That included US$19.8 million attacking Democratic nominee Hillary Clinton and US$11.4 million promoting Trump. The NRA also spent US$500,000 or more on seven Senate races, including in battleground states Florida, Ohio and Wisconsin.

Trump was endorsed by the NRA and has routinely touted his support for the organisation, and his campaign said he opposed expanding the background check system or imposing new restrictions on gun and magazine bans.

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He flipped that script on Wednesday, saying that he would push “comprehensive background checks” with an emphasis on mental health, and suggesting a ban on bump-stock modifications that allow for fully automatic firing rates from semi-auto rifles.

However, since then he has been pushing for armed teachers – a policy that will chime better with the NRA than gun restrictions.

Trump said in a tweet earlier Thursday that 20 per cent of teachers “would now be able to immediately fire back if a savage sicko came to a school with bad intentions. 

“Highly trained teachers would also serve as a deterrent to the cowards that do this. Far more assets at much less cost than guards.”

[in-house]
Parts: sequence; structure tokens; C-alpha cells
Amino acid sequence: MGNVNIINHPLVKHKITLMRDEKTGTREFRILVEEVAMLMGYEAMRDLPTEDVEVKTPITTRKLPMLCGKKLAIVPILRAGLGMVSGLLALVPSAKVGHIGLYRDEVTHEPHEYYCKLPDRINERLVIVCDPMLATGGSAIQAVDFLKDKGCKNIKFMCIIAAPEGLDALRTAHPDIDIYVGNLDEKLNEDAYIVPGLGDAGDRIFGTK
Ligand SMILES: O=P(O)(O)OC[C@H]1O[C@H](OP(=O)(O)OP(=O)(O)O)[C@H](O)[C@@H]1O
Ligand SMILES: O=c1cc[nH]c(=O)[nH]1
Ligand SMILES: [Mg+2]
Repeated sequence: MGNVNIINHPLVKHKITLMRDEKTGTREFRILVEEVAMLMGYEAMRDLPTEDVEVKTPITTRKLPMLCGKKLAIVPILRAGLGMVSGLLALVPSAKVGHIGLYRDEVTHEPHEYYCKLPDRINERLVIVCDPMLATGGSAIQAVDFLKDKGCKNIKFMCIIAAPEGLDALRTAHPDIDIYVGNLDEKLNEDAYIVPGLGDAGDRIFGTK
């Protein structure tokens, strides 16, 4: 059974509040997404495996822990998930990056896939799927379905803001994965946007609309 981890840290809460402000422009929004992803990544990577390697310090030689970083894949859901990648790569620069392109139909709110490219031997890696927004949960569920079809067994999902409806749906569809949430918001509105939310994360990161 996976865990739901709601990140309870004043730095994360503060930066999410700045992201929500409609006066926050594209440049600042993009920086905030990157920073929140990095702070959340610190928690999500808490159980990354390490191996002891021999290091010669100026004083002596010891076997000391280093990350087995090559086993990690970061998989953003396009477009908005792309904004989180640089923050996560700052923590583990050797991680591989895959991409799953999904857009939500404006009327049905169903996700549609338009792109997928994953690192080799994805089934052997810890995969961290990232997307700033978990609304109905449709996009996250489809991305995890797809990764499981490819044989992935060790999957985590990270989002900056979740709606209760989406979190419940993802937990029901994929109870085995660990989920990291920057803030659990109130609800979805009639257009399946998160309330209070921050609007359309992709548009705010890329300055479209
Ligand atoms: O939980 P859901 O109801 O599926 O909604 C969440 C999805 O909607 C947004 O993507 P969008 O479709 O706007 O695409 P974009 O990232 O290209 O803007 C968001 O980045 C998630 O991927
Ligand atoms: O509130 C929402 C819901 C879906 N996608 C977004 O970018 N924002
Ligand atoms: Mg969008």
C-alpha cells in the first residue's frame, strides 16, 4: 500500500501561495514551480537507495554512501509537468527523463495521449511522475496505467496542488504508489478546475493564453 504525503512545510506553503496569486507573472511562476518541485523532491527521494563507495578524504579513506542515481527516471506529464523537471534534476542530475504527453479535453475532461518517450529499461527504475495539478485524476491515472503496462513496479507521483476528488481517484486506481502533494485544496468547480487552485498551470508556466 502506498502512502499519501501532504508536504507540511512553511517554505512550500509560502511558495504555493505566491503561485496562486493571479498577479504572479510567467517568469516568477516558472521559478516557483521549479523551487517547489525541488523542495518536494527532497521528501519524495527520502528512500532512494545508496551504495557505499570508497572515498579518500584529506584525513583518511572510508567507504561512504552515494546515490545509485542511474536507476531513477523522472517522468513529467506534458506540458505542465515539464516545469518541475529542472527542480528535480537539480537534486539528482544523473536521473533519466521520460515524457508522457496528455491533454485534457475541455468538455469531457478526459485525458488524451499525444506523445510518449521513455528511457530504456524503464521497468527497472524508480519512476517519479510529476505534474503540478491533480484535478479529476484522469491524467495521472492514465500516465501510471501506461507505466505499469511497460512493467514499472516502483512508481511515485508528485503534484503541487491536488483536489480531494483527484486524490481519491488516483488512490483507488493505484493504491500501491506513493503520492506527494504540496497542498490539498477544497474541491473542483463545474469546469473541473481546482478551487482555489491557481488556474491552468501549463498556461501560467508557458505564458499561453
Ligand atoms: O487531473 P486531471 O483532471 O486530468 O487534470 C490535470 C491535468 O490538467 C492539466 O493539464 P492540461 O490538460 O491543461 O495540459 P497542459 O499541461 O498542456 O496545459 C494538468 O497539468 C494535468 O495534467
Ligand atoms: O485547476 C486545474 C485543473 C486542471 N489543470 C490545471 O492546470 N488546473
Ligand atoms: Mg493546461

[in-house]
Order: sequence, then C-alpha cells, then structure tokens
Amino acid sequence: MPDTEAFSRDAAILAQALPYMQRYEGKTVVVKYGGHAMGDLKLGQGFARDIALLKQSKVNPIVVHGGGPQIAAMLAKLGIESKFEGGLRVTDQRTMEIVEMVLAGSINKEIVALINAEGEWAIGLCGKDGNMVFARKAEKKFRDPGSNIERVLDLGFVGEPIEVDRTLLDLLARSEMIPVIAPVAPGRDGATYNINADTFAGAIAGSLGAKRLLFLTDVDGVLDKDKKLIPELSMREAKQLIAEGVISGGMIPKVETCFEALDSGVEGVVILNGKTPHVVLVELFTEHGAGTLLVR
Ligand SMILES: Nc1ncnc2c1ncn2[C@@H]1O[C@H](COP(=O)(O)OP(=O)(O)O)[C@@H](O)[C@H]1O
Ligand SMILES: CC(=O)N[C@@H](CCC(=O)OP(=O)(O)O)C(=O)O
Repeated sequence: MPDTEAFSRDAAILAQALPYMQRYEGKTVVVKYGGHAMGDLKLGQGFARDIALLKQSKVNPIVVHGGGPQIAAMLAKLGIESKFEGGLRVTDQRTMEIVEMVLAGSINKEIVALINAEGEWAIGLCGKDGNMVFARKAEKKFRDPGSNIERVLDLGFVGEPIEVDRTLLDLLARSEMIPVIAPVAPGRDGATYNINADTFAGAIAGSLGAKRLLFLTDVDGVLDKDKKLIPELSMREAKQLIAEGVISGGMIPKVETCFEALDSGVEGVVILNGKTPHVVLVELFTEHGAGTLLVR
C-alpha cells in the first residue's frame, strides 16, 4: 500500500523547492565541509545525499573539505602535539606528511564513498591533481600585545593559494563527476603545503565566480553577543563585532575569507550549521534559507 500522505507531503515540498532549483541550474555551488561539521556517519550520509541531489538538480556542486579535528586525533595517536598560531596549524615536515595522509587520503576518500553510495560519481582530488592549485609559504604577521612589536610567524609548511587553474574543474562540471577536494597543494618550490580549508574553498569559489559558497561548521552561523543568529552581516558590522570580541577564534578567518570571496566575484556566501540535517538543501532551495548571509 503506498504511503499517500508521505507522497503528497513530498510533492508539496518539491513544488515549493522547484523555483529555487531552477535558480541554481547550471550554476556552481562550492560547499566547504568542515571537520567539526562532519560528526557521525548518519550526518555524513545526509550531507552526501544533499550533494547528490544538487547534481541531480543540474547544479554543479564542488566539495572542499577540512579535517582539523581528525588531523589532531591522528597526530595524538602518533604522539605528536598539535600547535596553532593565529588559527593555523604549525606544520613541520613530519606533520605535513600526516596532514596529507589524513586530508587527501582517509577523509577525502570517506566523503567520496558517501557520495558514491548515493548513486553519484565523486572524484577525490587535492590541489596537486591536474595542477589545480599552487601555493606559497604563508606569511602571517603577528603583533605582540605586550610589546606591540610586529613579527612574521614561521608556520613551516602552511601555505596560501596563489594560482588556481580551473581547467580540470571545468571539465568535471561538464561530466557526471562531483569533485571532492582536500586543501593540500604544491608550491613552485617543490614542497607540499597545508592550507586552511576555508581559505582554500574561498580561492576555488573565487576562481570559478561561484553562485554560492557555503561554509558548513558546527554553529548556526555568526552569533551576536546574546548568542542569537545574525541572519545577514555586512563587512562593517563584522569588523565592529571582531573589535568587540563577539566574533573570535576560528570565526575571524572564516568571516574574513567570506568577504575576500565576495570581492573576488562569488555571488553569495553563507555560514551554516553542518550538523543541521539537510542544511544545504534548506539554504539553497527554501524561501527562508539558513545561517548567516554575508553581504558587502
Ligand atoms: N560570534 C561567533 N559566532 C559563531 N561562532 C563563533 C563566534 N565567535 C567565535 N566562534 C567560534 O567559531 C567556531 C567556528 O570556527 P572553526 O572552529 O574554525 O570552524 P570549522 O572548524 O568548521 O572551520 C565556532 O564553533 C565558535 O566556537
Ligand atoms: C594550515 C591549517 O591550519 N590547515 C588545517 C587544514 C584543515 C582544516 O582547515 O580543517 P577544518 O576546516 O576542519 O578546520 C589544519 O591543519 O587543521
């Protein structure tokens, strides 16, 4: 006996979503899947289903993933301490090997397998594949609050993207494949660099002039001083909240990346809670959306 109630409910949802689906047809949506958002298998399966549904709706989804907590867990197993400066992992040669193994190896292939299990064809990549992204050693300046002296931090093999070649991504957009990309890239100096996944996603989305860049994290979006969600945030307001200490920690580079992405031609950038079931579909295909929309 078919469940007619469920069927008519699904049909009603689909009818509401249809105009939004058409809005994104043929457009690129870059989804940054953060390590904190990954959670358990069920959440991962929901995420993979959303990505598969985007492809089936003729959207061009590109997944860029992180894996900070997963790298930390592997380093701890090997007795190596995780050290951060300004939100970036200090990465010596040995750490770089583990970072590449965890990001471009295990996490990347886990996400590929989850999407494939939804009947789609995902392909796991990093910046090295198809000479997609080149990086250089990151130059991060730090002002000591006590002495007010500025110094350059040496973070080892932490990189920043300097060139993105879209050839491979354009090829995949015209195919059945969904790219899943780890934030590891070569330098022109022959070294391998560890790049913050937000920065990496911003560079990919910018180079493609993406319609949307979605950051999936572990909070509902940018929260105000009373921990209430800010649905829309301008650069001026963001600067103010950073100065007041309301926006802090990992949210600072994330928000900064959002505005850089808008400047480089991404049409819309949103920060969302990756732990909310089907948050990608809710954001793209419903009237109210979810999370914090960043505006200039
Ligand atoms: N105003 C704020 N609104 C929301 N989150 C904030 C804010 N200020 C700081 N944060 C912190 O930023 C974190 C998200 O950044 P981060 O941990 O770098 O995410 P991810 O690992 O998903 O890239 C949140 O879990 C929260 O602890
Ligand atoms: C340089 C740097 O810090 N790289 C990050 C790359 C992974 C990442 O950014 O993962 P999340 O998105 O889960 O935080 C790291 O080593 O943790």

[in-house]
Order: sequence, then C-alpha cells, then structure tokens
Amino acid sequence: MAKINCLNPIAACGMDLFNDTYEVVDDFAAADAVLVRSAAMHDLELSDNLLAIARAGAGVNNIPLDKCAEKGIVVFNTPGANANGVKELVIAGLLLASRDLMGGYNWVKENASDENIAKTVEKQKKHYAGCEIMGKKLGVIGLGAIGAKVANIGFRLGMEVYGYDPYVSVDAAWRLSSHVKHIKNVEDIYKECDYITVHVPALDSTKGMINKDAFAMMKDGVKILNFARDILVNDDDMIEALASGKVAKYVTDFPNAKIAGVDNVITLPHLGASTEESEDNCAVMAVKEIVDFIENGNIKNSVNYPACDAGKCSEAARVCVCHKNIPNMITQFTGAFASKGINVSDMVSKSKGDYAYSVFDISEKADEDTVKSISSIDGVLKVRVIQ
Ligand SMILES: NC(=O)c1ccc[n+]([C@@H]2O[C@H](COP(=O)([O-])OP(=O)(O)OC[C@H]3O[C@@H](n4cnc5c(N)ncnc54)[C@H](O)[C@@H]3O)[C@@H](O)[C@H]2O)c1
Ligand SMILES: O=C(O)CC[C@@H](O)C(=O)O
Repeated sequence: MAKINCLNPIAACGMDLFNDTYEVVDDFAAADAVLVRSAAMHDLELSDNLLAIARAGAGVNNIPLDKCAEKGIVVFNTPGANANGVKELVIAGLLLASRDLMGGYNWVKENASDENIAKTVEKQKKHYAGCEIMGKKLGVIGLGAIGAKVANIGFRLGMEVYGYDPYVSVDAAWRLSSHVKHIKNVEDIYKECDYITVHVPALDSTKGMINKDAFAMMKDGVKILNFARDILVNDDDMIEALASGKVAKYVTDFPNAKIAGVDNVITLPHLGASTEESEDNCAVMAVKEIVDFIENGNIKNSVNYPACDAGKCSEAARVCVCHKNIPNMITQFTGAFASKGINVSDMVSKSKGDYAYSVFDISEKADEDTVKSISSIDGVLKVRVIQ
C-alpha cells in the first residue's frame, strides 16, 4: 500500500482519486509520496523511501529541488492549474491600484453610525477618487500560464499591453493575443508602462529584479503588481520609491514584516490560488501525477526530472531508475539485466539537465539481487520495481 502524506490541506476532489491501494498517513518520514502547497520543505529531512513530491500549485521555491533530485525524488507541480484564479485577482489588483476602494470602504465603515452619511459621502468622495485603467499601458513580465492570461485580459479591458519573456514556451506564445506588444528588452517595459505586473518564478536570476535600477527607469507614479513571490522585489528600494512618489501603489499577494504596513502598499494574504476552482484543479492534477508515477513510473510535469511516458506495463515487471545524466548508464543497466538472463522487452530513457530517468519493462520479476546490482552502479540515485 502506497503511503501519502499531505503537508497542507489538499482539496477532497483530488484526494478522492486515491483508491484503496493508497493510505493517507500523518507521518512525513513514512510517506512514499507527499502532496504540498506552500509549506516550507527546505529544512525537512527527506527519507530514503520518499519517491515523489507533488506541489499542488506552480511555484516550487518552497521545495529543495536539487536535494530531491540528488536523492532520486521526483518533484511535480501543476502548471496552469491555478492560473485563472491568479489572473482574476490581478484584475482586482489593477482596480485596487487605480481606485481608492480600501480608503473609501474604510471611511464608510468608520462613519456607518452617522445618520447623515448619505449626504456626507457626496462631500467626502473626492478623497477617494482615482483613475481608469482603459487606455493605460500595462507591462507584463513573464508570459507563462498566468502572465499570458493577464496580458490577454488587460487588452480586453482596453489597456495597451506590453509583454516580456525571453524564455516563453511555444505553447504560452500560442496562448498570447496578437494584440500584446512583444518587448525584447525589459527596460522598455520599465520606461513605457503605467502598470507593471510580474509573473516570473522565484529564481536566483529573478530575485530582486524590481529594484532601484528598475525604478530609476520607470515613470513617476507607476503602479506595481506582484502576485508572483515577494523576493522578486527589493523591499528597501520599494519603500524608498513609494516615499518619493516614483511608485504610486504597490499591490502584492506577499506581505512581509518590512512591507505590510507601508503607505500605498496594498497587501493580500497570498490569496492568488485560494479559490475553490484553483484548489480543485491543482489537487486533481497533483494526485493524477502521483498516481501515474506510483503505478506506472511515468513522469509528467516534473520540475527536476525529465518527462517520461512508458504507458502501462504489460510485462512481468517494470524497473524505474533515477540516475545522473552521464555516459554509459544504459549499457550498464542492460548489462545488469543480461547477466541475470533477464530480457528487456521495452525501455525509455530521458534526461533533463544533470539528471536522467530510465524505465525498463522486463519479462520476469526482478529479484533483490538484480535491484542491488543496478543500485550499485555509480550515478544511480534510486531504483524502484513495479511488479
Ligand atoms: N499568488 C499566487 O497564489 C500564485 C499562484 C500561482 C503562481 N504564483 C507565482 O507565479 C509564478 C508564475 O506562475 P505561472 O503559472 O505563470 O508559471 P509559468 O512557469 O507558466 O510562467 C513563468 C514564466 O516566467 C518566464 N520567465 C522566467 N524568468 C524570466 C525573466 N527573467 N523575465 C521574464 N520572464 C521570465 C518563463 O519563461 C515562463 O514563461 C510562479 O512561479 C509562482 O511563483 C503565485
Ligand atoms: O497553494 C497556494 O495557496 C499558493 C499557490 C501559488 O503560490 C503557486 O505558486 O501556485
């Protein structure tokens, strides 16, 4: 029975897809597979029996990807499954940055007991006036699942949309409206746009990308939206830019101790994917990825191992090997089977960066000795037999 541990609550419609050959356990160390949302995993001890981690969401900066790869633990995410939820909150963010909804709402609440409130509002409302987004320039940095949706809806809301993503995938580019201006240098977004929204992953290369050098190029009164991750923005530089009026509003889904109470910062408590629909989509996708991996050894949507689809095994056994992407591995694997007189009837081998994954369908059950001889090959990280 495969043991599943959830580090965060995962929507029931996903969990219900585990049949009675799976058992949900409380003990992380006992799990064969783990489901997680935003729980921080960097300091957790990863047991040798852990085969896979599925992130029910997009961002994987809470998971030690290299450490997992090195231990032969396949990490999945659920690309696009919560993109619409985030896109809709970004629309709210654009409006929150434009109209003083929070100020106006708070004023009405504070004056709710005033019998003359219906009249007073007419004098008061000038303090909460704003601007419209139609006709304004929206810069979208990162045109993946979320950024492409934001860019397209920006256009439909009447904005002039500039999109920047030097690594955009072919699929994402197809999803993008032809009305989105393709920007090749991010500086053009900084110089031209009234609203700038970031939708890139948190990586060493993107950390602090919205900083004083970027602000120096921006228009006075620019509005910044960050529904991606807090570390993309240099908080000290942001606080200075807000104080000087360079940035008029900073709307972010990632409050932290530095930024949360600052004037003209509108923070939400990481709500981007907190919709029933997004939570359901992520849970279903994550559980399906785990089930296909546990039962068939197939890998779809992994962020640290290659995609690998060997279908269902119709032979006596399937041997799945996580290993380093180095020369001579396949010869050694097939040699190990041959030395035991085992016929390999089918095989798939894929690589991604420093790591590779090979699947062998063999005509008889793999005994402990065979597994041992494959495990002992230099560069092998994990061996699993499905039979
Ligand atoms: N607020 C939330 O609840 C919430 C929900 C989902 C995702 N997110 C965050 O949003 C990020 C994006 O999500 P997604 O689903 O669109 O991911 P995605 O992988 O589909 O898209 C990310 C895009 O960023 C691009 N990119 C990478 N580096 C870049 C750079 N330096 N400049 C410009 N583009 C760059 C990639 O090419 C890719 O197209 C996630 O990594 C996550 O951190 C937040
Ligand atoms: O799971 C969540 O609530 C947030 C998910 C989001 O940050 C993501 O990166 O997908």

So far the only change to gun laws under Trump’s administration was the removal of an Obama-era gun rule aimed at preventing people with serious mental illness from buying guns was one of the first targets of Republicans in Congress last year. 

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Lawmakers used a special procedure under the Congressional Review Act to do away with the rule.

Although Trump has suggested that bump-stock modifications should be banned, the path to such an action is neither simple nor quick.

A ban by the Bureau of Alcohol, Tobacco, Firearms and Explosives (ATF) would likely thrust it into a prolonged legal battle with gun manufacturers while the devices remain on the market. 

But any congressional effort to create new gun control laws would need support from the pro-gun Republican majority. And Republicans have moved in the other direction, attempting to loosen gun laws, even after 59 people were killed in Las Vegas.